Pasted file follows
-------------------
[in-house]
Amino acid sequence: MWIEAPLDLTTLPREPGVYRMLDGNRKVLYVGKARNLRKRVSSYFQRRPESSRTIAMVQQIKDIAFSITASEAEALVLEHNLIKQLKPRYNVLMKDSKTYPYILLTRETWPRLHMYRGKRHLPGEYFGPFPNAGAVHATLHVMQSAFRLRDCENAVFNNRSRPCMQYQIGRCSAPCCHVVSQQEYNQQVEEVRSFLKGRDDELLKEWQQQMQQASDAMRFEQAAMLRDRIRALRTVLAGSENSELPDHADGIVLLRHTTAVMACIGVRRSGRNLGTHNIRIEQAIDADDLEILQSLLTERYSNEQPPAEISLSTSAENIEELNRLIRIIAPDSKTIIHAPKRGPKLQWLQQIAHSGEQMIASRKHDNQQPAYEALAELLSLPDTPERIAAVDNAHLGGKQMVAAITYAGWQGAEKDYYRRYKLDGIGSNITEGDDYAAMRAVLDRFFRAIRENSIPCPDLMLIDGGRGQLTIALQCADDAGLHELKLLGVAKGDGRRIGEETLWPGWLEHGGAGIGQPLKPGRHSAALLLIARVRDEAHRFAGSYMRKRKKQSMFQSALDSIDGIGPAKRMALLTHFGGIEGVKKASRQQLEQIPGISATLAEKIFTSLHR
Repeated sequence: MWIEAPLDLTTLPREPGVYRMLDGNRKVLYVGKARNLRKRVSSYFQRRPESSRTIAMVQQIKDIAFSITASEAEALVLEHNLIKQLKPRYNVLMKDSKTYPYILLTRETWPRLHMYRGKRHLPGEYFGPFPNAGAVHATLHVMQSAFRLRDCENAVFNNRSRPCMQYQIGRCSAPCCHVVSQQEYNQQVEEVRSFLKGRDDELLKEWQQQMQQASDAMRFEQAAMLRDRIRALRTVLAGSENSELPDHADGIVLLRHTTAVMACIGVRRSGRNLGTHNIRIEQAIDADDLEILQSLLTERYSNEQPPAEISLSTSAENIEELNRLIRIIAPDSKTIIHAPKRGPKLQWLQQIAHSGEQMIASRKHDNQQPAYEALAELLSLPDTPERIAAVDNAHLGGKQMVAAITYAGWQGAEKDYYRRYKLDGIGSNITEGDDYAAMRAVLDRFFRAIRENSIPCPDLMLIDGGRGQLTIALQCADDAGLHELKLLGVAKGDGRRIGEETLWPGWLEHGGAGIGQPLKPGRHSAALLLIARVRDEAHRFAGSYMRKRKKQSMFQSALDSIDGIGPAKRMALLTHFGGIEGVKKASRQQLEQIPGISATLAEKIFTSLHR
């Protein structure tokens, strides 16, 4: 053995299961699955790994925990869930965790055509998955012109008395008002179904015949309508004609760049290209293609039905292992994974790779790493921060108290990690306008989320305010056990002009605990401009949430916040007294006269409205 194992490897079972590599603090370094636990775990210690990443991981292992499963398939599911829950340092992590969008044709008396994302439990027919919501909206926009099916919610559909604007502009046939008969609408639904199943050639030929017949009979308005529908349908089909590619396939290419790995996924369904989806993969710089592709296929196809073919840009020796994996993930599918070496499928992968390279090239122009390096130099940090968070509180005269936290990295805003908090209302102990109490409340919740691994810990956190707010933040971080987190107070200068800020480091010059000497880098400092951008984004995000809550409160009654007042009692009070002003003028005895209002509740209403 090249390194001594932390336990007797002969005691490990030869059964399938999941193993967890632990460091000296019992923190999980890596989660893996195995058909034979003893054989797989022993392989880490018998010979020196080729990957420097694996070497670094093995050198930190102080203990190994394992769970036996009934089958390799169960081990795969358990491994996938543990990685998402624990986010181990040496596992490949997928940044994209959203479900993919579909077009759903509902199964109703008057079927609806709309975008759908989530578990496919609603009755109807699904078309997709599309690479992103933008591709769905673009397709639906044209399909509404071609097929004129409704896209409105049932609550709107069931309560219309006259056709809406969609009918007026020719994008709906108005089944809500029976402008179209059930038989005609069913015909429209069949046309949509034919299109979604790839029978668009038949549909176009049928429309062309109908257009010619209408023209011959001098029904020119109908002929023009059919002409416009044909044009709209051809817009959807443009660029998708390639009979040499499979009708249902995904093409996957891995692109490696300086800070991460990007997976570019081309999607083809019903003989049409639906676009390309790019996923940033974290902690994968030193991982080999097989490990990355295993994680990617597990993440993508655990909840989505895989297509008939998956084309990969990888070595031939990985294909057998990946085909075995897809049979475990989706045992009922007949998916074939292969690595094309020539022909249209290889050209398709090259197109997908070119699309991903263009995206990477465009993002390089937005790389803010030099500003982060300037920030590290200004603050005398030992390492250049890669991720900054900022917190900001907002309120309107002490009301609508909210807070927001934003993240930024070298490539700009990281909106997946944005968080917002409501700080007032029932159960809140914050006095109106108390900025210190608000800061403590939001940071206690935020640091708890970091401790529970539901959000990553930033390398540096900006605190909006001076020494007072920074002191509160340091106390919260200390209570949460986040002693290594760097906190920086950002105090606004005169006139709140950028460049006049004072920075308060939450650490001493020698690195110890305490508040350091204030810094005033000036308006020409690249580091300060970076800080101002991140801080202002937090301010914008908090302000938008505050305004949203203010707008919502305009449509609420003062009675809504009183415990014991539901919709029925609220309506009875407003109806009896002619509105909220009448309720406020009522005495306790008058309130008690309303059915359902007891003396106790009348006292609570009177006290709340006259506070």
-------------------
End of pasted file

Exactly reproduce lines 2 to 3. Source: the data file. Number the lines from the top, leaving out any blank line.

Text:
Amino acid sequence: MWIEAPLDLTTLPREPGVYRMLDGNRKVLYVGKARNLRKRVSSYFQRRPESSRTIAMVQQIKDIAFSITASEAEALVLEHNLIKQLKPRYNVLMKDSKTYPYILLTRETWPRLHMYRGKRHLPGEYFGPFPNAGAVHATLHVMQSAFRLRDCENAVFNNRSRPCMQYQIGRCSAPCCHVVSQQEYNQQVEEVRSFLKGRDDELLKEWQQQMQQASDAMRFEQAAMLRDRIRALRTVLAGSENSELPDHADGIVLLRHTTAVMACIGVRRSGRNLGTHNIRIEQAIDADDLEILQSLLTERYSNEQPPAEISLSTSAENIEELNRLIRIIAPDSKTIIHAPKRGPKLQWLQQIAHSGEQMIASRKHDNQQPAYEALAELLSLPDTPERIAAVDNAHLGGKQMVAAITYAGWQGAEKDYYRRYKLDGIGSNITEGDDYAAMRAVLDRFFRAIRENSIPCPDLMLIDGGRGQLTIALQCADDAGLHELKLLGVAKGDGRRIGEETLWPGWLEHGGAGIGQPLKPGRHSAALLLIARVRDEAHRFAGSYMRKRKKQSMFQSALDSIDGIGPAKRMALLTHFGGIEGVKKASRQQLEQIPGISATLAEKIFTSLHR
Repeated sequence: MWIEAPLDLTTLPREPGVYRMLDGNRKVLYVGKARNLRKRVSSYFQRRPESSRTIAMVQQIKDIAFSITASEAEALVLEHNLIKQLKPRYNVLMKDSKTYPYILLTRETWPRLHMYRGKRHLPGEYFGPFPNAGAVHATLHVMQSAFRLRDCENAVFNNRSRPCMQYQIGRCSAPCCHVVSQQEYNQQVEEVRSFLKGRDDELLKEWQQQMQQASDAMRFEQAAMLRDRIRALRTVLAGSENSELPDHADGIVLLRHTTAVMACIGVRRSGRNLGTHNIRIEQAIDADDLEILQSLLTERYSNEQPPAEISLSTSAENIEELNRLIRIIAPDSKTIIHAPKRGPKLQWLQQIAHSGEQMIASRKHDNQQPAYEALAELLSLPDTPERIAAVDNAHLGGKQMVAAITYAGWQGAEKDYYRRYKLDGIGSNITEGDDYAAMRAVLDRFFRAIRENSIPCPDLMLIDGGRGQLTIALQCADDAGLHELKLLGVAKGDGRRIGEETLWPGWLEHGGAGIGQPLKPGRHSAALLLIARVRDEAHRFAGSYMRKRKKQSMFQSALDSIDGIGPAKRMALLTHFGGIEGVKKASRQQLEQIPGISATLAEKIFTSLHR